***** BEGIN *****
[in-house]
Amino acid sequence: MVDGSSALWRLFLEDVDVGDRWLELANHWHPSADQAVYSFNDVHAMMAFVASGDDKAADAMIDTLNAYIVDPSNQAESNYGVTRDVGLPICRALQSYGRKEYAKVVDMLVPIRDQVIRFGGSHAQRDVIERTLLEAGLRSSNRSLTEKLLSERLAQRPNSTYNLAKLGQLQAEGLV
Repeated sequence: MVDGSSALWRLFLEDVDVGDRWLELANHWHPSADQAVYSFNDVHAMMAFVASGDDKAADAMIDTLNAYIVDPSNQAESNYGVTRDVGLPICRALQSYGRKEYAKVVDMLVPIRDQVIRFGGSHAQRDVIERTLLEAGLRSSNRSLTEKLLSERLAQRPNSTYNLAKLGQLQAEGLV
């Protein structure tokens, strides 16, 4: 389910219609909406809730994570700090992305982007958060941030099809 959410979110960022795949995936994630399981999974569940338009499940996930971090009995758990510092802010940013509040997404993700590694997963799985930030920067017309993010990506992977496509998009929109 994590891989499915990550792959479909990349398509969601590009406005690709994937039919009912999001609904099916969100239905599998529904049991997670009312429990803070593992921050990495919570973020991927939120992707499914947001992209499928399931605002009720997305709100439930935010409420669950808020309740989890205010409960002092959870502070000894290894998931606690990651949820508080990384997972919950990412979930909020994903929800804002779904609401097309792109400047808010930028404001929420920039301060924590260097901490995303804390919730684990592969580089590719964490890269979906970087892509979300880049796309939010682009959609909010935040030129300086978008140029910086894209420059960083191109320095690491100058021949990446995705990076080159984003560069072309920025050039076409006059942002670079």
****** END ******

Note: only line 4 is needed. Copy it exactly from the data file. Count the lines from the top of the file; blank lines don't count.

């Protein structure tokens, strides 16, 4: 389910219609909406809730994570700090992305982007958060941030099809 959410979110960022795949995936994630399981999974569940338009499940996930971090009995758990510092802010940013509040997404993700590694997963799985930030920067017309993010990506992977496509998009929109 994590891989499915990550792959479909990349398509969601590009406005690709994937039919009912999001609904099916969100239905599998529904049991997670009312429990803070593992921050990495919570973020991927939120992707499914947001992209499928399931605002009720997305709100439930935010409420669950808020309740989890205010409960002092959870502070000894290894998931606690990651949820508080990384997972919950990412979930909020994903929800804002779904609401097309792109400047808010930028404001929420920039301060924590260097901490995303804390919730684990592969580089590719964490890269979906970087892509979300880049796309939010682009959609909010935040030129300086978008140029910086894209420059960083191109320095690491100058021949990446995705990076080159984003560069072309920025050039076409006059942002670079």